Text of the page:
Clarke House is the oldest surviving structure within Chicago's original 1837 boundaries. It has operated as a house museum for over 30 years. It interprets the early history of Chicago and the city's extraordinary growth in the years leading up to the Civil War. Built for Henry and Caroline Clarke in 1836, the house is a classic example of Greek Revival architecture. Its elegant style represents the family's attempt to bring culture to the largely-undeveloped prairie. Over the years, the house has survived fires, belonged to a church, and was physically moved twice. During the second move, to its present site in the Chicago Women’s Park, the house was stuck in the air for two weeks. The house is furnished with beautiful period antiques from the collection of The National Society of The Colonial Dames of America in the State of Illinois, and is now operated by the Department of Cultural Affairs and Special Events.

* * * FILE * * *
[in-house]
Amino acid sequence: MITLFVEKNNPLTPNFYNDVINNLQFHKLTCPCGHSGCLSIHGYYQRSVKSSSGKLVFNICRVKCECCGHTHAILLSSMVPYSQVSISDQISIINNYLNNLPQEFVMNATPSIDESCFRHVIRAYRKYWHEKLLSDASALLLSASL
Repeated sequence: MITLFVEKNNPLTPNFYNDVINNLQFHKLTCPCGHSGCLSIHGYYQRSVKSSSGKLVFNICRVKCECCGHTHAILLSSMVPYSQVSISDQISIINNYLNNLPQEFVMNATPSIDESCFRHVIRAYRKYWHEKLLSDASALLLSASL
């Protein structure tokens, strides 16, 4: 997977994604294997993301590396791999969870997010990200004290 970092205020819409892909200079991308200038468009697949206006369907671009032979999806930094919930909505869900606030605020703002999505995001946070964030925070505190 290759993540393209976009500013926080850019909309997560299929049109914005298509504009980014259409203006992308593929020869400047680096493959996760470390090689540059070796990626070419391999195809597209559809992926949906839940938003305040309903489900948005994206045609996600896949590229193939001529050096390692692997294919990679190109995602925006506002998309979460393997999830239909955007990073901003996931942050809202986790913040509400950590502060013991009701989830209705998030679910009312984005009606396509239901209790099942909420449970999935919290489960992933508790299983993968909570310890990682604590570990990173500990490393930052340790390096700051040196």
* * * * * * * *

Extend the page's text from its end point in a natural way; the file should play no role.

Tour the first floor of this house museum to see significant architectural features, including parlors and family living spaces decorated in period furnishings.